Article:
Rugs and Weather

It is truly vile out there.  So cold, wet and windy.

We are all hating it.

Efstur’s second new rug has arrived this afternoon so we will be trying it on him tomorrow. I went up a size when I ordered it but it is a different make so it could be anyone’s guess whether it fits or not.  The science of horse rug measuring remains a mystery to me. I think it is more chaos theory really than actual mathematically acknowledged measurements.

We are trying to keep our heads above water and everyone is on two meals a day of silage apart. I did not see any shivering and the horses and ponies are clever at finding the best place for shelter.

The hens are laying, though, so they must know something I don’t.  I had to use my hat to collect today’s eggs.  Don’t worry, I didn’t let them lay in it, though it does look like a good nest.

4 thoughts on “Rugs and Weather

  1. Judith Garbutt

    We’ve had a few quite pleasant days so hopefully the good weather will filter up to you soon (rather than the bad weather heading down south!). I do sympathise – it makes everything such hard work when you’re battling against wind and rain and plodging through mud. It’s exhausting. Fingers crossed for a change in the weather for you.

  2. Sam

    Still very chilly here in New England. Almost like Spring went south and won’t come up to see us.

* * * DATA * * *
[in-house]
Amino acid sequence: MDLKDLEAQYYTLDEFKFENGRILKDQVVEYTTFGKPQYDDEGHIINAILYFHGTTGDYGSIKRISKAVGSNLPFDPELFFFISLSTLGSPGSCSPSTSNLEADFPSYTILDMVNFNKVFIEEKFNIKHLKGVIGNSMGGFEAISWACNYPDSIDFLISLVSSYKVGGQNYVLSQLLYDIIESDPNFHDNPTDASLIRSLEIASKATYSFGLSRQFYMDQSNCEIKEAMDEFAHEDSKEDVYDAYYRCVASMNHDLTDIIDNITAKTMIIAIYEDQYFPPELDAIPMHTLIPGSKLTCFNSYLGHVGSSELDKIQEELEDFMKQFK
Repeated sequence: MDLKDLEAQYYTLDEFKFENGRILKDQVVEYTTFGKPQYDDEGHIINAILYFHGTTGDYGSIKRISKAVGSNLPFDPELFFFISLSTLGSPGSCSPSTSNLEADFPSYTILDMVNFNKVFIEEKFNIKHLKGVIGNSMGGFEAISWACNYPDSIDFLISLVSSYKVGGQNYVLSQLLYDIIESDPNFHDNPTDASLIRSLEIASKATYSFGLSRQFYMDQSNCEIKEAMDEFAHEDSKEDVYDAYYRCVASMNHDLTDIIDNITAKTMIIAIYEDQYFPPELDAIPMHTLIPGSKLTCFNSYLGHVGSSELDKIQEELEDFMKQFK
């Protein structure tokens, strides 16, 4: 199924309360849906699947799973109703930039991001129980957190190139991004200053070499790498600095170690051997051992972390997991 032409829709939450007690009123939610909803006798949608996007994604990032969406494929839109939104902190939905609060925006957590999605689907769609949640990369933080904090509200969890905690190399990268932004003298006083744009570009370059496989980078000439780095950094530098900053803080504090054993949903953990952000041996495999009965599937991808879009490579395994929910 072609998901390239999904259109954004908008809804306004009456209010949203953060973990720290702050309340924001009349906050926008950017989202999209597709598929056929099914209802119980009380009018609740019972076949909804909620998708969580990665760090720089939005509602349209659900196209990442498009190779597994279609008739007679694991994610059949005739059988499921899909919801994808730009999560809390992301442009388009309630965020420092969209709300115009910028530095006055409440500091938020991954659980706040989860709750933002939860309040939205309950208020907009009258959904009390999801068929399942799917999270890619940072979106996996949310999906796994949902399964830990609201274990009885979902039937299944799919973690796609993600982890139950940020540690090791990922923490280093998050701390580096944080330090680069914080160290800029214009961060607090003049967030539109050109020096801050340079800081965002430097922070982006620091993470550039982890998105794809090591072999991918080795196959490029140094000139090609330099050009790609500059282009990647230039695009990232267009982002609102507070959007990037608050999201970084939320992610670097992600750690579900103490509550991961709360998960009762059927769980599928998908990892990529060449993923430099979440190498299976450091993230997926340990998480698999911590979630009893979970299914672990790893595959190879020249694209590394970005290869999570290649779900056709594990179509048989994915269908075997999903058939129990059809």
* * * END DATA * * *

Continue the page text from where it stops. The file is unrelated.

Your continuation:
You’d think horse rugs would have a few standard measurements! The Costume Designer in me is baffled by this.

  3. Margaret Robinson

    No different in this country. There are few rugs/blankets made (unless you’ve the $$$$ to have a custom one) that actually fit perfectly. Some manufacturers do a better job at it and I tend to stick with them over the years – we seem to need a new one, of different weight every year. The heavier weight ones I only need on Smokey Robinson maybe once a year and they last virtually forever if SR is careful; however, the lighter weight ones he goes through every year. I honestly don’t know (though have suspicions) what he does to them, but they get ripped (and fixed, then ripped again), and just plain wear out after every winter and we don’t even have winter’s like you do.

    I think you may have “designed” a new type of nest for the hens. It’s not only functional, but very pleasing to the eye – as though hens would care.

  4. Terri

    Loved your comments about “the science of horse rug measuring”! How could it be so difficult? perhaps it’s like getting a dress (in different sizes) to fit 10 different women (from “stick thin” to “broad-in-the beam”) — fits here but not there, too tight, too baggy, too short, too long, rides up, etc. But the egg nest is brilliant!


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